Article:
Related to: 'Not in God's Name'

Hodder & Stoughton

Morality

Jonathan Sacks
Authors:
Jonathan Sacks

In today's world of cultural climate change, argues Jonathan Sacks, we have outsourced morality to the markets on the one hand, and to government on the other. If the market rewards it, it must be OK - unless the law says not to.Yet while the markets have brought wealth to many and the state has done much to contain the worst excesses of inequality, neither is capable of bearing the moral weight of showing us how to live.On the one hand, traditional values no longer hold, yet recent political swings show that modern ideals of tolerance have left many feeling rudderless and adrift. In this environment we see things fall apart in unexpected ways - toxic public discourse that makes true societal progress almost unattainable; the rise of religious extremism on the one hand and of aggressive atheism on the other; a drive for respect of all that establishes 'safe space' only where true debate is off limits.How can we build - or rebuild - a collective culture that is able to both respect difference and draw us together to work for the common good? Talking to key modern influences and thinkers, and drawing inspiration from the Bible and the historical experience of the Jewish people, Sacks argues that there are eight key factors in establishing, maintaining and passing on resilient moral values within a broad group, among them attitudes of lifelong learning and of thanksgiving, the importance of family life and community, and a culture of positive argument in place of destructive conflict.Combining his passionate belief in a positive way forward with a careful weighing of the realities and challenges of the position in which we find ourselves, Jonathan Sacks sets out a clear picture of a world in which we can all find our place and build a future worth working for.

Hodder Paperbacks

The Great Partnership

Jonathan Sacks
Authors:
Jonathan Sacks

Writing with his usual grace and fluency, Jonathan Sacks moves beyond the tired arguments of militant atheists such as Dawkins' The God Delusion and Hitchens' God is Not Great, to explore how religion has always played a valuable part in human culture and far from being dismissed as redundant, must be allowed to temper and develop scientific understanding in order for us to be fully human.Ranging around the world to draw comparisons from different cultures, and delving deep into the history of language and of western civilisation, Jonathan Sacks shows how the predominance of science-oriented thinking is embedded deeply even in our religious understanding, and calls on us to recognise the centrality of relationship to true religion, and thus to see how this core value of relationship is essential if we are to avoid the natural tendency for science to rule our lives rather than fulfilling its promise to set us free.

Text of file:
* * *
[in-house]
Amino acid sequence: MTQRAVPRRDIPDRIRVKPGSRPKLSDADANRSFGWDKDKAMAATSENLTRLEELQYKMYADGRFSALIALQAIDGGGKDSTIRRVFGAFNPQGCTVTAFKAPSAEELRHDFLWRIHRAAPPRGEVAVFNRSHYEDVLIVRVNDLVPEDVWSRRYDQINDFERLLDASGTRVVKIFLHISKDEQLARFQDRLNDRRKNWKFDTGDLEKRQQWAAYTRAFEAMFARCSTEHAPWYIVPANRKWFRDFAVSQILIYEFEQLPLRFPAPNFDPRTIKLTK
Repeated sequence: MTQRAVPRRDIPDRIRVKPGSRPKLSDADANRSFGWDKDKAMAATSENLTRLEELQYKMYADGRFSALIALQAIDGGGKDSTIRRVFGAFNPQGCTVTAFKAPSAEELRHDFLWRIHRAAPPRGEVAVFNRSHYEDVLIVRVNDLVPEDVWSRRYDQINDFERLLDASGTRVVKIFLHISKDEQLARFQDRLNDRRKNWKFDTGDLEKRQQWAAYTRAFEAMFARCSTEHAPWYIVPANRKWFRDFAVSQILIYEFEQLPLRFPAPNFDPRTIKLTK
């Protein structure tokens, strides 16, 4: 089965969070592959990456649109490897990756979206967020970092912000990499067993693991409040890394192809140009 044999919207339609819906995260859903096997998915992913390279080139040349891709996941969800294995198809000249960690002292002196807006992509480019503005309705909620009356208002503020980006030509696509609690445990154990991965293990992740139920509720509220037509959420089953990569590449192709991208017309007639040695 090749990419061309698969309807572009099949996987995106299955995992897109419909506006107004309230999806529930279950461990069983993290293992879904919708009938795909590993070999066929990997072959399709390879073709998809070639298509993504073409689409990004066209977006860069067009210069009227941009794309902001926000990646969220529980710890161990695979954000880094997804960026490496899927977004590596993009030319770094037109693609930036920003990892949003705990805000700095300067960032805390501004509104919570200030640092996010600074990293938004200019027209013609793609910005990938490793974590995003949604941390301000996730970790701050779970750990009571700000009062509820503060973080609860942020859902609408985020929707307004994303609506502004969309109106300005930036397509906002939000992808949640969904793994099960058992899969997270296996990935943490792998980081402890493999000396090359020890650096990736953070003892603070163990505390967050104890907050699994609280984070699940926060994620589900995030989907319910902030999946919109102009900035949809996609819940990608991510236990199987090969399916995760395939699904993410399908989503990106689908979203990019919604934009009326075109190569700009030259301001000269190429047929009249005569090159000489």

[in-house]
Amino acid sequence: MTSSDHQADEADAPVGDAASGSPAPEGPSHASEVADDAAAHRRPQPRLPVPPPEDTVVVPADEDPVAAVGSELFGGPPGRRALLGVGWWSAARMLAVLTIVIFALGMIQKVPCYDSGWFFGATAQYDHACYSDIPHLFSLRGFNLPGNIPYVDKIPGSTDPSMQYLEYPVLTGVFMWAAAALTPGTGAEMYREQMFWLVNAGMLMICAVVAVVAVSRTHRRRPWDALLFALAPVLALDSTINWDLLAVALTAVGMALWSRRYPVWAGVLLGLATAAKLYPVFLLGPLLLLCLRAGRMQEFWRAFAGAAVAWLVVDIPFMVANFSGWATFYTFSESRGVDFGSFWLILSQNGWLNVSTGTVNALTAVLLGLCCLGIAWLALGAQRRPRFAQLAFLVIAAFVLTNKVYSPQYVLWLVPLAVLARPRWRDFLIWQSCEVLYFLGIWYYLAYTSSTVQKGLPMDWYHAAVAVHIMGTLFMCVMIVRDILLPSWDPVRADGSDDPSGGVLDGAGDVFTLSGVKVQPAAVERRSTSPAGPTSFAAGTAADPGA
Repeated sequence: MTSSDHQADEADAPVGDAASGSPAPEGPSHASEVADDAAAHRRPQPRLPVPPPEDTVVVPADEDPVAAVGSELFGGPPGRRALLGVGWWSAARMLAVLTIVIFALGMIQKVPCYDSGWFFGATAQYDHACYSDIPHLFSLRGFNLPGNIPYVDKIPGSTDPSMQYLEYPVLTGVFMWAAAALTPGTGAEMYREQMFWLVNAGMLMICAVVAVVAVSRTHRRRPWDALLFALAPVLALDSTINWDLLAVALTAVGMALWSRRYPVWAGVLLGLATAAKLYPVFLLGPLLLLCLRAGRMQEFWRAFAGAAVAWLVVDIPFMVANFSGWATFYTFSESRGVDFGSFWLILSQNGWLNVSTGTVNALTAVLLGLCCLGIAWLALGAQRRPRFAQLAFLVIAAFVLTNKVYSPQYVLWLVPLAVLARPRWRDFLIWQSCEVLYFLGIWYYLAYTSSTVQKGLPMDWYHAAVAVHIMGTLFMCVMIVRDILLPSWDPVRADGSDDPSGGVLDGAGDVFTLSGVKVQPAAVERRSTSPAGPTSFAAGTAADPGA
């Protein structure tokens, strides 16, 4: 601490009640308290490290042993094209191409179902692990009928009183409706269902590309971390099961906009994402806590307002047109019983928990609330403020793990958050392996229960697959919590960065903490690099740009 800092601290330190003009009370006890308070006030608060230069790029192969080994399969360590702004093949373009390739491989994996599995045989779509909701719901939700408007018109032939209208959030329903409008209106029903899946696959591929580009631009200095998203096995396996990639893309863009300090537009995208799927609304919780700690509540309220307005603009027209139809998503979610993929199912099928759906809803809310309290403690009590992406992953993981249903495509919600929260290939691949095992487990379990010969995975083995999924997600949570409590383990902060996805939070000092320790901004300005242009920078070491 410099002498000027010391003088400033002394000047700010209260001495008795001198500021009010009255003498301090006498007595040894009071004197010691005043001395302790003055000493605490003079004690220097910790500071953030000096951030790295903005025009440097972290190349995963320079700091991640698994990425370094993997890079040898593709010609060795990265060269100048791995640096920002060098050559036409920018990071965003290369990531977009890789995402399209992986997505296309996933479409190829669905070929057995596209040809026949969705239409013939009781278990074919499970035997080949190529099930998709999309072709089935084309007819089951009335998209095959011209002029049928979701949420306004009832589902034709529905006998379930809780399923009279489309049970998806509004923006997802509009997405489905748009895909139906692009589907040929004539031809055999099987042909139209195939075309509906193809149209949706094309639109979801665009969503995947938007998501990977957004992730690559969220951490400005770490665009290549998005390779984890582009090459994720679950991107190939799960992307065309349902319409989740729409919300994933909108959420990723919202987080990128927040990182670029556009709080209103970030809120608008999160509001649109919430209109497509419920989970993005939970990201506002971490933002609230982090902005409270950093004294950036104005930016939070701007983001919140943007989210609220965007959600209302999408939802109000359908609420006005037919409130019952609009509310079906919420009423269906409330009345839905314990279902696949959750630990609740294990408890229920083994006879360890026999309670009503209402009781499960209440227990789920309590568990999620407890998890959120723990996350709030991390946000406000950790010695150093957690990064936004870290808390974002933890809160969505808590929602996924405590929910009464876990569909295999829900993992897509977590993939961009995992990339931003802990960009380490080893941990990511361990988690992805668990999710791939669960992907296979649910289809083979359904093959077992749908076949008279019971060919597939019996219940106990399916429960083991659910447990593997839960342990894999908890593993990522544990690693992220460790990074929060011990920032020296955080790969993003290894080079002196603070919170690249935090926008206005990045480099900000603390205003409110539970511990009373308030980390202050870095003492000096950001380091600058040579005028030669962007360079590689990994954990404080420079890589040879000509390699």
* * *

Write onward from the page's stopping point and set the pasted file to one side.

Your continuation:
Hodder & Stoughton

Future Tense

Jonathan Sacks
Authors:
Jonathan Sacks

Adrian Plass

Adrian Plass is one of the most-loved Christian writers in the UK. He is the bestselling author of The Sacred Diary of Adrian Plass Aged 37¾ - which with its various sequels has sold millions of copies around the world. A somewhat bemused Anglican, Adrian and his wife Bridget live in the north of England travel widely to speak in churches, prisons, schools, and at festivals and literary events in the UK and around the world.

Alice Vinten

Alice Vinten spent ten years as an officer in the Metropolitan Police. Now in her thirties, she lives in Leigh-on-Sea with her two sons.

Brian Sibley

Brian Sibley is a writer and broadcaster. He has presented various television and radio programmes, including the BBC's FIRST LIGHT series, the World Service's MERIDIEN, and the radio dramatisation of C. S. Lewis' Narnia stories. His books include a biography of Rev W Awdry.

Chris Ryan

Former SAS corporal and the only man to escape death or capture during the Bravo Two Zero operation in the 1991 Gulf War, Chris Ryan turned to writing thrillers to tell the stories the Official Secrets Act stops him putting in his non-fiction. His novels have gone on to inspire the Sky One series Strike Back. Born near Newcastle in 1961, Chris Ryan joined the SAS in 1984. During his ten years there he was involved in overt and covert operations and was also sniper team commander of the anti-terrorist team. During the Gulf War, Chris Ryan was the only member of an eight-man unit to escape from Iraq, where three colleagues were killed and four captured. It was the longest escape and evasion in the history of the SAS. For this he was awarded the Military Medal. He wrote about his experiences in the bestseller The One That Got Away, which was adapted for screen, and since then has written three other works of non-fiction, over twenty bestselling novels and a series of childrens' books.